By Steve Weinstein
By Bryan Bierman
By Lindsey Rhoades
By Chaz Kangas
By Ben Westhoff and Sarah Purkrabek
By Jena Ardell
By Jesse Sendejas Jr.
By Katherine Turman
Nobody sets a better context for the challenging yet inviting music of composer and bandleader Darcy James Argue than the man himself. Blogging in 2005—the year he formed Secret Society, his 18-piece "steampunk big band"—Argue suggested to his jazz colleagues, "You don't establish your indie-rock cred by, say, coming out with a Clap Your Hands Say Yeah cover record. You do it by taking whatever you value in that music and making it yours." Four years, hundreds of refreshingly astute posts, and several critically acclaimed Secret Society gigs later, his first album, Infernal Machines, arrives just in time to bring one of the most intriguing cases of artistic foreplay in jazz history to a deeply satisfying resolution.
The big bands of the 1930s and '40s were wind-powered heavy-metal ensembles that whipped ballroom dancers into a frenzy with sophisticated arrangements and high-volume riffage. And while a combination of new amplification technology, economics, and changing tastes led to their transformation into more rarefied vehicles of artistic expression, Argue strives to rejuvenate the form with a sound that's remarkably personal while evoking Gil Evans returning to Cookie Mountain with Steve Reich. He embodies the omnivorous modern music fan: The ruminative conclusion to "Redeye," he explains over the phone from his Carroll Gardens abode, "is kind of a shout-out to the first track on Tortoise's TNT." While growing up in Vancouver, British Columbia, Argue listened to Guns N' Roses when he wasn't playing piano to stripped-down Thad Jones–Mel Lewis charts in his junior-high jazz band.
Leading a contemporary big band has to be a Sisyphean struggle at the best of times. "It's never a walk in the park," agrees Argue, who still holds a day job as a music transcriber (at least until some wise institution snags him as a prof). Inspired by Alan Moore's second League of Extraordinary Gentlemen comic, he borrowed signifiers from the steampunk scene's romantic retrofuturism. The metaphor is apt: As anachronistic as big bands may be, they harbor the potential to unleash surprisingly modern sounds. The first thing you'll hear on Infernal Machines, for example, is the sound of a cajón drum filtered through a delay pedal. "Basically," Argue says, "we were just really trying to fuck with people's ideas of, 'Hey, I thought this was going to be a big-band record!' "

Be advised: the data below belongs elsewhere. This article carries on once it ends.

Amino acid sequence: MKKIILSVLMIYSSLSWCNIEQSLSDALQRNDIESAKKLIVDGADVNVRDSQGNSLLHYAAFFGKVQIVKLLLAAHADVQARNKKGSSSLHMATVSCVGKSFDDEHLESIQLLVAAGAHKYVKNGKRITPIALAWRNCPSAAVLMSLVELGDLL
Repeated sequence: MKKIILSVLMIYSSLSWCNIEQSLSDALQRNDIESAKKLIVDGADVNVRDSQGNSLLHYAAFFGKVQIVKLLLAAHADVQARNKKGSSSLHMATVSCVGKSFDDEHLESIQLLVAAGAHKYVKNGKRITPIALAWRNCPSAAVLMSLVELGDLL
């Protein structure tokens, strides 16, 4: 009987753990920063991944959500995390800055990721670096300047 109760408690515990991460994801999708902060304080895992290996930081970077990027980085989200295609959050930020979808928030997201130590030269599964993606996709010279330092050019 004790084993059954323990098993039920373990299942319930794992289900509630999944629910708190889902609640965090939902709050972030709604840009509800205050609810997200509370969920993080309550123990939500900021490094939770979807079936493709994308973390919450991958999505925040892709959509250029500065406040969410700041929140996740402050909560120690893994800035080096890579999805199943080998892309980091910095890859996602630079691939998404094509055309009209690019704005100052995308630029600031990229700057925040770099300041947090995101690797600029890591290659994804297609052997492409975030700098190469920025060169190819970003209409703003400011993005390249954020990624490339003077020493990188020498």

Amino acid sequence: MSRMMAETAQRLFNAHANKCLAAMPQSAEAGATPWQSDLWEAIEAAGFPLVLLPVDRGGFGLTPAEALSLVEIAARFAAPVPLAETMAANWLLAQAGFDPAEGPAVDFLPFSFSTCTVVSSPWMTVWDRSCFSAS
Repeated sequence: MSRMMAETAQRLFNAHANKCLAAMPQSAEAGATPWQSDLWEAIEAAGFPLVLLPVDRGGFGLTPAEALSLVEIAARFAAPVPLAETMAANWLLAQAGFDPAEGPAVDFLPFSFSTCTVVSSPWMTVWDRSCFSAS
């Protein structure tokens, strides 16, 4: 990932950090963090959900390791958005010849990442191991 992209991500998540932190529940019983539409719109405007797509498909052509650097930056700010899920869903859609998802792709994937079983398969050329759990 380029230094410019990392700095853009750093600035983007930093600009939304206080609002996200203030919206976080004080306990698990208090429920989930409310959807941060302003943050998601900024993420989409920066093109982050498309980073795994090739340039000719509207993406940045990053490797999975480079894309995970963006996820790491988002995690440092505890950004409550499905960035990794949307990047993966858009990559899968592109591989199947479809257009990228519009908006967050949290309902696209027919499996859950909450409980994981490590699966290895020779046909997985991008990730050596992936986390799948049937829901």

With Infernal Machines (the title echoes a tart John Philip Sousa comment regarding the radio), Argue joins a group of composer-bandleaders—including Maria Schneider, John Hollenbeck, Chris Jentsch, J.C. Sanford, and other disciples of Evans and Bob Brookmeyer—for whom big bands offer big palettes for work that blurs the distinction between jazz and classical. Secret Society's May 8 gig at Galapagos kicks off Undiscovered Islands, a four-week festival devoted to new music by artists on the indie-classical New Amsterdam label. And Argue is a perceptive and plucky enthusiast for those colleagues toiling, often brilliantly, in the big-band backwater. Who else is going to hype this creative caterwaul? Pitchfork?
The first four tracks on Infernal Machines—"Phobos," "Zeno," "Transit," and "Redeye"—resemble a complex yet viscerally persuasive meditation on big-band movement, as in buses, planes, astrophysics, and quantum mechanics. Solos emerge out of necessity rather than obligation, and grooves tend toward the 14-beat and 18-bar variety, yet the gut-punch immediacy of vintage big-band pleasure is never very far away. The same, surprisingly, goes for the politically freighted "Jacobin Club" and "Habeas Corpus," a pair of tautly controlled 11-minute compositions with twists and turns aplenty. It's maximalist music of impressive complexity and immense entertainment value, in your face and then in your head.
"It's weird to take the instrumentation associated with, say, the Glenn Miller sound and try to make contemporary music with it," Argue says. "There's no school much older than big band. Some people try to get around that with euphemisms like 'jazz orchestra' or 'large ensemble.' There's not a lot of point in doing that. It's a big band, and that's the least pretentious name for it, I guess."
Secret Society play Galapagos May 8, galapagosartspace.com